Nathalie Reyns, University of San Diego, Environmental and Ocean Sciences, San Diego, CA, United States, Jesús Pineda, WHOI, Woods Hole, MA, United States and Steven J Lentz, Woods Hole Oceanographic Inst, Woods Hole, MA, United States
Quantifying the relative importance of various physical mechanisms for plankton and nutrient transport between the shore and the shelf waters (649293)
Nirnimesh Kumar, University of Washington, Department of Civil & Environmental Engineering, Seattle, WA, United States, James M Pringle, University of New Hampshire Main Campus, Durham, NH, United States, Melissa Moulton, Applied Physics Laboratory University of Washington, Seattle, WA, United States, Sutara Suanda, University of Otago, Dunedin, New Zealand and Melanie R Fewings, Oregon State University, College of Earth, Ocean, and Atmospheric Sciences, Corvallis, OR, United States
Spatial Patterns in Nearshore Juvenile Fish Abundance throughout the California Network of Marine Protected Areas as Revealed by Seabird Diet (656857)
Dan P Robinette1, Nadav Nur2 and Jaime Jahncke2, (1)Point Blue Conservation Science, Lompoc, CA, United States, (2)Point Blue Conservation Science, Petaluma, CA, United States
Biophysical interactions between fish larvae and surface slicks enhance a tropical island ecosystem (654444)
Jonathan Whitney1,2, Jamison Gove1, Katharine Smith3, Joey Lecky1, Greg Asner4, Donald R Kobayashi1 and Margaret Anne McManus5, (1)NOAA Pacific Islands Fisheries Science Center, Honolulu, HI, United States, (2)University of Hawaii at Manoa, Joint Institute for Marine and Atmospheric Research, Honolulu, HI, United States, (3)University of Hawaii at Manoa, Honolulu, HI, United States, (4)Arizona State University, Center for Global Discovery and Conservation Science, Tempe, United States, (5)University of Hawaii at Manoa, Department of Oceanography, Honolulu, HI, United States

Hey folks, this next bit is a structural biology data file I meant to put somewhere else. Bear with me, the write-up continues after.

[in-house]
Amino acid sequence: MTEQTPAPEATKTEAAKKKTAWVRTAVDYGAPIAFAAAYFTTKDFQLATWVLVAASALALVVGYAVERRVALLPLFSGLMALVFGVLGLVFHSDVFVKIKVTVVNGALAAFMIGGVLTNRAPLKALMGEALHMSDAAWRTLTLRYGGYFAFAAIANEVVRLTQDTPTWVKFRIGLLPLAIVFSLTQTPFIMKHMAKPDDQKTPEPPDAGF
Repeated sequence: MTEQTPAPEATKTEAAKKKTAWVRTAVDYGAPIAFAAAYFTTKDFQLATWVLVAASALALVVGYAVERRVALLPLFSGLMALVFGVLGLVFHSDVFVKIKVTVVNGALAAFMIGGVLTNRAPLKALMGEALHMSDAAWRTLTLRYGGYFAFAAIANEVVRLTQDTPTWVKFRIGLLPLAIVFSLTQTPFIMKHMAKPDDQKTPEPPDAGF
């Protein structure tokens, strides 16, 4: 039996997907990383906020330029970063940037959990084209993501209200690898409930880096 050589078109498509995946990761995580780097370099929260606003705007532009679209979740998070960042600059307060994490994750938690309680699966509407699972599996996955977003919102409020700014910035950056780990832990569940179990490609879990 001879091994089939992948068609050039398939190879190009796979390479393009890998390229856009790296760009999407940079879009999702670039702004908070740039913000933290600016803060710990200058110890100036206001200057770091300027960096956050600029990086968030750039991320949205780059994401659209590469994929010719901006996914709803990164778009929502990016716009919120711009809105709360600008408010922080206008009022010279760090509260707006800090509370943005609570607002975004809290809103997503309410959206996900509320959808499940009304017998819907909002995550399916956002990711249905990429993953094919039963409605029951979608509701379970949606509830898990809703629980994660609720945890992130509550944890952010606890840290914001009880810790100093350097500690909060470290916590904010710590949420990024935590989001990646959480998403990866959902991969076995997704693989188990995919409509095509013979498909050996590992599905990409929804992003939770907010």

Wind-driven circulation and upwelling may enhance particle and nutrient transport by internal waves (656060)
Connor Daniel Dibble, Bodega Marine Lab, Bodega Bay, CA, United States, John L Largier, University of California Davis, Coastal & Marine Sciences Institute, Davis, CA, United States, Steven Morgan, University of California Davis, Bodega Marine Laboratory, Bodega Bay, CA, United States, Gerardo Fernandez Aldecoa, CICESE, BJ, Mexico, Lydia B. Ladah, CICESE - CENTRO DE INVESTIGACION CIENTIFICA Y DE EDUCACION SUPERIOR DE ENSENADA, BIOLOGICAL OCEANOGRAPHY, Ensenada, BJ, Mexico and Anatoliy Erofeevich Filonov, Universidad de Guadalajara, Department of Physics, Guadalajara, JA, Mexico
Three-Way Interaction Between Larval Swimming Behavior, Internal Waves, and the Mean Flow Enhances Cross-Shore Transport (641857)
Jessica C. Garwood1, Andrew J. Lucas2,3, Perry Naughton4, Matthew H Alford1, Paul L Roberts1,5, Jules S Jaffe1, Laura deGelleke6 and Peter J. S. Franks1, (1)Scripps Institution of Oceanography, UC San Diego, La Jolla, CA, United States, (2)Del Mar Oceanographic, LLC, San Diego, CA, United States, (3)Scripps Institution of Oceanography, UC San Diego, La Jolla, United States, (4)University of California San Diego, Department of Electrical and Computer Engineering, La Jolla, CA, United States, (5)Monterey Bay Aquarium Research Institute, Moss Landing, CA, United States, (6)Dalhousie University, Department of Oceanography, Halifax, NS, Canada
Response of small sharks to non-linear internal waves (643762)
Jesús Pineda, Woods Hole Oceanographic Institution, Woods Hole, MA, United States, Sally Rouse, Scottish Association for Marine Science, United Kingdom, Victoria Starczak, Woods Hole Oceanographic Institution, United States, Karl Richard Helfrich, WHOI, Woods Hole, MA, United States and David Wiley, Stellwagen Bank National Marine Sanctuary, United States
Non linear interactions between waves and tides on a coral reef atoll (645827)
Camille Grimaldi1, Ryan Lowe1, Jessica Benthuysen2 and Rebecca Green1, (1)The University of Western Australia, ARC Centre of Excellence for Coral Reef Studies, Crawley, WA, Australia, (2)Australian Institute of Marine Science, Townsville, QLD, Australia